More American voters now support legalizing marijuana than ever before, a new poll shows.
Sixty-three percent are now in favor of ending cannabis prohibition, with just 33 percent against, the new Quinnipiac University survey showed. Seventy-five percent of Democrats, 67 percent of independents and 41 percent of Republicans are on board.
The poll also showed that voters broadly oppose federal intervention in state marijuana laws, with just 23 percent supporting such interference. Strong majorities in every political, age, racial, gender and educational demographic support letting local cannabis polices be implemented.
When it comes to medical cannabis, 93 percent of voters were in favor, with just five percent against, the poll found.
Among voters in states that have already legalized marijuana, 48 percent said the move has been good for their state, with just 25 percent saying it has been a negative experience.
On the question of whether marijuana is a gateway drug, only 31 percent of voters agree, with 61 percent disputing the notion that cannabis leads to use of other substances.
The survey also asked about the economic impact of legalization and its impact on opioid use, as well as whether disagreeing with a politician’s stance on cannabis would make voters less likely to support him or her.
While Gallup found last year that 64 percent of Americans support legalizing marijuana, the 63 percent figure among voters is the highest level ever shown in ongoing surveys from Quinnipiac.
See the original article published on Marijuana Moment below:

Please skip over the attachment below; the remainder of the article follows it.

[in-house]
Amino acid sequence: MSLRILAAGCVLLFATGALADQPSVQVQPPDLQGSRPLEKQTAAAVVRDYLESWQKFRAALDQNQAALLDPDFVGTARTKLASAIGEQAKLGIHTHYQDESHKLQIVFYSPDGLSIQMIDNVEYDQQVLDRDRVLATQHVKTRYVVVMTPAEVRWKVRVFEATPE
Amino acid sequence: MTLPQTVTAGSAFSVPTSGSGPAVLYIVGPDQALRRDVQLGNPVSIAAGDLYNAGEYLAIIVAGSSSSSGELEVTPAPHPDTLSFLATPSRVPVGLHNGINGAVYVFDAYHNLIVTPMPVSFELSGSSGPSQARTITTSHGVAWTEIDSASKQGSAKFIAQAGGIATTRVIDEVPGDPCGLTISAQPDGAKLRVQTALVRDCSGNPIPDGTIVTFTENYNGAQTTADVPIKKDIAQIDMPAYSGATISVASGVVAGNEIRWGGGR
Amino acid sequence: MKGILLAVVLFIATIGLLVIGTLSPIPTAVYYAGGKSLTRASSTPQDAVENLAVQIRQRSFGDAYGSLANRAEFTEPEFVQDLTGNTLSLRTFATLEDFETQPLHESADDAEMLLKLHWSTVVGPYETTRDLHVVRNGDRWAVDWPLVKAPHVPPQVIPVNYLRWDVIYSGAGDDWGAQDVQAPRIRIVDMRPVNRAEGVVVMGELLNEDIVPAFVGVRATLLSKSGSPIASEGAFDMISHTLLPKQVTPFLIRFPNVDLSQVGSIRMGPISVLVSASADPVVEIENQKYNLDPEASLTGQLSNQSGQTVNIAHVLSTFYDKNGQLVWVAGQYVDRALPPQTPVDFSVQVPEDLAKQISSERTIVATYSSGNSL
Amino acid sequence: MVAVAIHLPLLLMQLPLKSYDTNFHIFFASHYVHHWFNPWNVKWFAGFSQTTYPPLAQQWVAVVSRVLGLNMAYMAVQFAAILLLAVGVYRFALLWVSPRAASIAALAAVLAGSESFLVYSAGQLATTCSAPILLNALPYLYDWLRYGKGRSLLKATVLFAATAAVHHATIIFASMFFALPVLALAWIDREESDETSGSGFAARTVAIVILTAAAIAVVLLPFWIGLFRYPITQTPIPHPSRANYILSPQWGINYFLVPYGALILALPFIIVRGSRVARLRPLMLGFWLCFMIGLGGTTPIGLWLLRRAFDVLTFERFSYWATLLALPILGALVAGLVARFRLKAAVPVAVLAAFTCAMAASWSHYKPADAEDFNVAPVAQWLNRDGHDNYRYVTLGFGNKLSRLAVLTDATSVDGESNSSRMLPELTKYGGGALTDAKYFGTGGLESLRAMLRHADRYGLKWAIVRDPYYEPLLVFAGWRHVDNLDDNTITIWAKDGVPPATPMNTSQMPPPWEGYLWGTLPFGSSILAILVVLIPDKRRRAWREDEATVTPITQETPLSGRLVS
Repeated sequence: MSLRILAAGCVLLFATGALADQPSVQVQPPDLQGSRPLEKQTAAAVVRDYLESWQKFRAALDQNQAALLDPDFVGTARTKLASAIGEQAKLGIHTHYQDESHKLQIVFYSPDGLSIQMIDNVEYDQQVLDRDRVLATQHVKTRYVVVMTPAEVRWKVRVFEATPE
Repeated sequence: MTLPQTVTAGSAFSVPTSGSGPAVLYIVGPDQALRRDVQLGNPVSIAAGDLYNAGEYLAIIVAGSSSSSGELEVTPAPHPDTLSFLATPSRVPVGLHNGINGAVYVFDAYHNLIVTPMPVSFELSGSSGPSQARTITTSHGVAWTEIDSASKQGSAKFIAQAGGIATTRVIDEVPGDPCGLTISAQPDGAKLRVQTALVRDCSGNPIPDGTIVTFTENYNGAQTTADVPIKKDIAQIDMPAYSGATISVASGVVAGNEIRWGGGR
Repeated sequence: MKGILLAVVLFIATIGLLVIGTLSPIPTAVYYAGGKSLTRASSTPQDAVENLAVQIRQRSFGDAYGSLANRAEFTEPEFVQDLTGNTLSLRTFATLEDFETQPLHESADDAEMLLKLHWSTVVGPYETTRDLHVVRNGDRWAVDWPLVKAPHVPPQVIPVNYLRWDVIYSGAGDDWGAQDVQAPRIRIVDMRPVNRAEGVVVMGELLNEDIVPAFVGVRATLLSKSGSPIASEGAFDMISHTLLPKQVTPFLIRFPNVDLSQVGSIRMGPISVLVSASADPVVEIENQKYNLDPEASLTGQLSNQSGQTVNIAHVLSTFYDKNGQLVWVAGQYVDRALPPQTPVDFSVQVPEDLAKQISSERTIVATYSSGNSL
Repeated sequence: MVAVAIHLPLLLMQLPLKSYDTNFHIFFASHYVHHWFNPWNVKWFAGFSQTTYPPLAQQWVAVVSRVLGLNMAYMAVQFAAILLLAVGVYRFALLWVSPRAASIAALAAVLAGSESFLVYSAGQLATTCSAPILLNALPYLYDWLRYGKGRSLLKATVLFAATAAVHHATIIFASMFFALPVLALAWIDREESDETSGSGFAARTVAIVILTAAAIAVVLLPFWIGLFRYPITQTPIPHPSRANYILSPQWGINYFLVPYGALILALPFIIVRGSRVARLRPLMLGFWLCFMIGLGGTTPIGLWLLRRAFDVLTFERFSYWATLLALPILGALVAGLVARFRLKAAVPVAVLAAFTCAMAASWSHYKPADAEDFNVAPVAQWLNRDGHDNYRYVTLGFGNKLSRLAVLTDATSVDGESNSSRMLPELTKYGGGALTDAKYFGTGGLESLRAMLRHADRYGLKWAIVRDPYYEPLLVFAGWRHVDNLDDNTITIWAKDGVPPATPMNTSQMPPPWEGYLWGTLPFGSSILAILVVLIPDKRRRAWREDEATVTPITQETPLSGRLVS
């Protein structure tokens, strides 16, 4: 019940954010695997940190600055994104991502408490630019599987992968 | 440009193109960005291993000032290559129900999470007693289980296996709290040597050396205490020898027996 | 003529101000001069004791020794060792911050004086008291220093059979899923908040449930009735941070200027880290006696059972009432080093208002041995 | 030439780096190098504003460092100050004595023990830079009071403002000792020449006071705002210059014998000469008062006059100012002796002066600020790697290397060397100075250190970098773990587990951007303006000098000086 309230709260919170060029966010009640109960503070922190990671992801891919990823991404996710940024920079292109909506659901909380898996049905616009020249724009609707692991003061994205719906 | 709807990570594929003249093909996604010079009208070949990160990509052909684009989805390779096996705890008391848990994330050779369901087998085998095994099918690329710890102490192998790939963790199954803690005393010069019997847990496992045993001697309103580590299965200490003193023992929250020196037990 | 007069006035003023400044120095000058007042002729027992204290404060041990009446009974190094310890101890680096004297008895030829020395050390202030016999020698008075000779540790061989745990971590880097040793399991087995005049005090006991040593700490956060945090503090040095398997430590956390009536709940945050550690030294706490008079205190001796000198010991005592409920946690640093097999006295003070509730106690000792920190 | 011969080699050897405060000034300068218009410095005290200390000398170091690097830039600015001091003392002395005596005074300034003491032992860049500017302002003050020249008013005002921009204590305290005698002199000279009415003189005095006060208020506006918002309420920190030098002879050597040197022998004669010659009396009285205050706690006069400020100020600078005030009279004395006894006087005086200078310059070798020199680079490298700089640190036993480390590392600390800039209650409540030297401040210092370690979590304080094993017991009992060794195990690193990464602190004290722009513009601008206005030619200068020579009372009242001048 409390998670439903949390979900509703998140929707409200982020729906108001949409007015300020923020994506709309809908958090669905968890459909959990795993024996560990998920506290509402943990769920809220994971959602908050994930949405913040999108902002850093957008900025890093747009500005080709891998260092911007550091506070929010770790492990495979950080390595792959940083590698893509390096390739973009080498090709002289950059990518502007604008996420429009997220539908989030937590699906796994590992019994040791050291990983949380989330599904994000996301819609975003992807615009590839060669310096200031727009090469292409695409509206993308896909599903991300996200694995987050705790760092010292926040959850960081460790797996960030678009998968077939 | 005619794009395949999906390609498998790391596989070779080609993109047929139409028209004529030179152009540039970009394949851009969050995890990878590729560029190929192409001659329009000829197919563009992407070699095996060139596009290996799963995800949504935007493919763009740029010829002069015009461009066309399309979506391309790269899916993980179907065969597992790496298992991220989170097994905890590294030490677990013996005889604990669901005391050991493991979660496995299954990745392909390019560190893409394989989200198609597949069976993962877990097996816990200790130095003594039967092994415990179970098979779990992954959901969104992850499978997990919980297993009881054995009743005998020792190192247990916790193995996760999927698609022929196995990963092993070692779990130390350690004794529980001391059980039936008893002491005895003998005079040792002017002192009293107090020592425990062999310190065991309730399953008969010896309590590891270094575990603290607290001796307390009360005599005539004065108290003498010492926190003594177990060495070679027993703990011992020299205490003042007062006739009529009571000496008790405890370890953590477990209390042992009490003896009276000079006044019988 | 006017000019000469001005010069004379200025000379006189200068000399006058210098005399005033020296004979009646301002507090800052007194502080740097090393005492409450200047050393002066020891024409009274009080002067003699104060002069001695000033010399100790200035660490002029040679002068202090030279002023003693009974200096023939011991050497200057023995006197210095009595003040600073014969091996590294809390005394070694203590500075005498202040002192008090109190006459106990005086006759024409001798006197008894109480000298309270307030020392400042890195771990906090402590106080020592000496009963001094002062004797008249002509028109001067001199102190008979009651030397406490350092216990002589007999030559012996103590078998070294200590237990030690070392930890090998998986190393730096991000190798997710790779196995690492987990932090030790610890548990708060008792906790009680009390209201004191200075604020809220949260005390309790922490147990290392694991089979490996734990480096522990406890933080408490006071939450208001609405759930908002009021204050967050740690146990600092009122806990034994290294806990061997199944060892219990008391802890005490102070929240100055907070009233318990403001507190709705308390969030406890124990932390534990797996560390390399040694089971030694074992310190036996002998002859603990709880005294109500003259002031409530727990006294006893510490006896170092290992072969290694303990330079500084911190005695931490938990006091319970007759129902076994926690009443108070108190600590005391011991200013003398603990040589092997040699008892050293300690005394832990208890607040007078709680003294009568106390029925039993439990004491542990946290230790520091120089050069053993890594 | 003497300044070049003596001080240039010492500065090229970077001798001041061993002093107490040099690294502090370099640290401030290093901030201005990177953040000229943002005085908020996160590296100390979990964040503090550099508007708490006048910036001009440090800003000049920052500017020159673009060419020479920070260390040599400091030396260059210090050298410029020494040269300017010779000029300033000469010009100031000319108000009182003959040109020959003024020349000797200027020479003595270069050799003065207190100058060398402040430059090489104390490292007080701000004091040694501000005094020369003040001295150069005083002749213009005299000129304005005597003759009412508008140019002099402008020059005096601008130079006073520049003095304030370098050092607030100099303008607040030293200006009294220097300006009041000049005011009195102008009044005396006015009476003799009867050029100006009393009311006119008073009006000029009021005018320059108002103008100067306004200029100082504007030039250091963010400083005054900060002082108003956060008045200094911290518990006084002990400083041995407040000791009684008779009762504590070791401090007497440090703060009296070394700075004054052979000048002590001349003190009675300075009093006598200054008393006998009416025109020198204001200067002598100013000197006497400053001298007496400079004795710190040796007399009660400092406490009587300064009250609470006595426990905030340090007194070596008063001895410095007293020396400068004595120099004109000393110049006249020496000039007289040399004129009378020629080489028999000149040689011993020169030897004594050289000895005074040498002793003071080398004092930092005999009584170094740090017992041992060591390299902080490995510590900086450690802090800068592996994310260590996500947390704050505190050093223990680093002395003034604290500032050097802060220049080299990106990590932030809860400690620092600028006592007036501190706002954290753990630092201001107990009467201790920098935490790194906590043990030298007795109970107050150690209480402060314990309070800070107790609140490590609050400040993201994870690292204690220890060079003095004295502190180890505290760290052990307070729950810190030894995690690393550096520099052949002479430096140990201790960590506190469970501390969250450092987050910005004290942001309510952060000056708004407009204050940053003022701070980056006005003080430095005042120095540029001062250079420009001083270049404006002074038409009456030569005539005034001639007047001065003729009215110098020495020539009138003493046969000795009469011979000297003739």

Record-High Support For Legal Marijuana, New Poll Shows
A recent poll, executed by Quinnipiac University from March 17 to 28, found a majority support for legal cannabis in three key swing states — Pennsylvania, Ohio and Florida.
The survey targeted voters in these three states because, since 1960, no candidate has won the presidential election without taking at least two of these three.
When Pennsylvania voters were asked if adults should be permitted “to legally possess small amounts of marijuana for personal use,” 51 percent of the 1,036 participants responded yes. Of the 1,077 people polled in Ohio, 52 percent responded yes, and 55 percent of the 1,087 asked in Florida said the same.
Voters in these three states apparently find legalizing marijuana for medicinal use to be far less controversial. Support for legal medical marijuana reached 84 percent in both Florida and Ohio, and 88 percent in Pennsylvania.
Although the poll found a majority support for legalization, the same did not transfer when asked about using the plant. In Florida, 81 percent of voters responded that they “definitely” or “probably” would not use the plant if it was legal. The vast majority, 84 percent, of Ohio voters said the same, and 83 percent of voters in Pennsylvania agreed.
If these polls are any indication, a majority support in three swing states could increase chances for legalization to be part of a platform in the 2016 presidential race. Legalization is becoming an important issue to registered voters in the United States, and where a presidential candidate stands on the issue may greatly influence his or her success.
Groups in many states are not waiting for 2016. In the Buckeye State, the group known as ResponsibleOhio is working to place a legalization measure on the 2015 ballot. The ballot language for their proposed amendment was recently approved, and now the group must focus on collecting 305,591 signatures before the July 1 deadline.
While there are no initiatives working to place a legalization amendment on the 2015 ballot in Pennsylvania, a limited medical marijuana bill was introduced by two senators during the 2015 legislative session.
The medical marijuana legalization amendment that was on the 2014 ballot in Florida, although approved by a vast majority of voters, did not reach the 60 percent support required to pass in the Sunshine State. The initiative has not stopped there however, as there is a new medical marijuana legalization measure aiming for 2016. In the meantime, one Florida senator introduced a bill to legalize marijuana for recreational use during the 2015 legislative session.